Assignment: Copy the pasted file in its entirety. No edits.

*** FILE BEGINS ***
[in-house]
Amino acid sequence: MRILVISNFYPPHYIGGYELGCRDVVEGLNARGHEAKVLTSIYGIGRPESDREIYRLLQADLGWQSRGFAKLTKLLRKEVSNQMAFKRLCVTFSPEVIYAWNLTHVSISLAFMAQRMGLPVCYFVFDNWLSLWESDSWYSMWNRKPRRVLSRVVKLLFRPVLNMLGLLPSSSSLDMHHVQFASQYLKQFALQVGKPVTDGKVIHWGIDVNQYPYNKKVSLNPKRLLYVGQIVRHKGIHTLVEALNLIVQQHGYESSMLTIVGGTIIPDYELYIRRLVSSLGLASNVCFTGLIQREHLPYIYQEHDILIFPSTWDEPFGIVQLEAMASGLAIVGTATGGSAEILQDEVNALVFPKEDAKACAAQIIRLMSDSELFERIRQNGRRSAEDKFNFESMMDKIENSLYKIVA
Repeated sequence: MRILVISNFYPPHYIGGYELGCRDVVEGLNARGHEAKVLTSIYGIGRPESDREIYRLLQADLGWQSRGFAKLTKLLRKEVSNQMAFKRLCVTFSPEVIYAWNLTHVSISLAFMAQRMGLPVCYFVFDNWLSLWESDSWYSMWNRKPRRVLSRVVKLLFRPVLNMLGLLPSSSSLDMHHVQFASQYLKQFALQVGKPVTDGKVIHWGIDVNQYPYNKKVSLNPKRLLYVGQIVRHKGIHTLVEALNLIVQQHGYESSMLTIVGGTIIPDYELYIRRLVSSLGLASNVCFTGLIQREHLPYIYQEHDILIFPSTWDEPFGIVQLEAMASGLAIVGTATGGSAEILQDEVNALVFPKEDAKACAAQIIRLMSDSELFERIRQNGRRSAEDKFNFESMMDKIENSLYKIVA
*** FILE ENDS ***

[in-house]
Amino acid sequence: MRILVISNFYPPHYIGGYELGCRDVVEGLNARGHEAKVLTSIYGIGRPESDREIYRLLQADLGWQSRGFAKLTKLLRKEVSNQMAFKRLCVTFSPEVIYAWNLTHVSISLAFMAQRMGLPVCYFVFDNWLSLWESDSWYSMWNRKPRRVLSRVVKLLFRPVLNMLGLLPSSSSLDMHHVQFASQYLKQFALQVGKPVTDGKVIHWGIDVNQYPYNKKVSLNPKRLLYVGQIVRHKGIHTLVEALNLIVQQHGYESSMLTIVGGTIIPDYELYIRRLVSSLGLASNVCFTGLIQREHLPYIYQEHDILIFPSTWDEPFGIVQLEAMASGLAIVGTATGGSAEILQDEVNALVFPKEDAKACAAQIIRLMSDSELFERIRQNGRRSAEDKFNFESMMDKIENSLYKIVA
Repeated sequence: MRILVISNFYPPHYIGGYELGCRDVVEGLNARGHEAKVLTSIYGIGRPESDREIYRLLQADLGWQSRGFAKLTKLLRKEVSNQMAFKRLCVTFSPEVIYAWNLTHVSISLAFMAQRMGLPVCYFVFDNWLSLWESDSWYSMWNRKPRRVLSRVVKLLFRPVLNMLGLLPSSSSLDMHHVQFASQYLKQFALQVGKPVTDGKVIHWGIDVNQYPYNKKVSLNPKRLLYVGQIVRHKGIHTLVEALNLIVQQHGYESSMLTIVGGTIIPDYELYIRRLVSSLGLASNVCFTGLIQREHLPYIYQEHDILIFPSTWDEPFGIVQLEAMASGLAIVGTATGGSAEILQDEVNALVFPKEDAKACAAQIIRLMSDSELFERIRQNGRRSAEDKFNFESMMDKIENSLYKIVA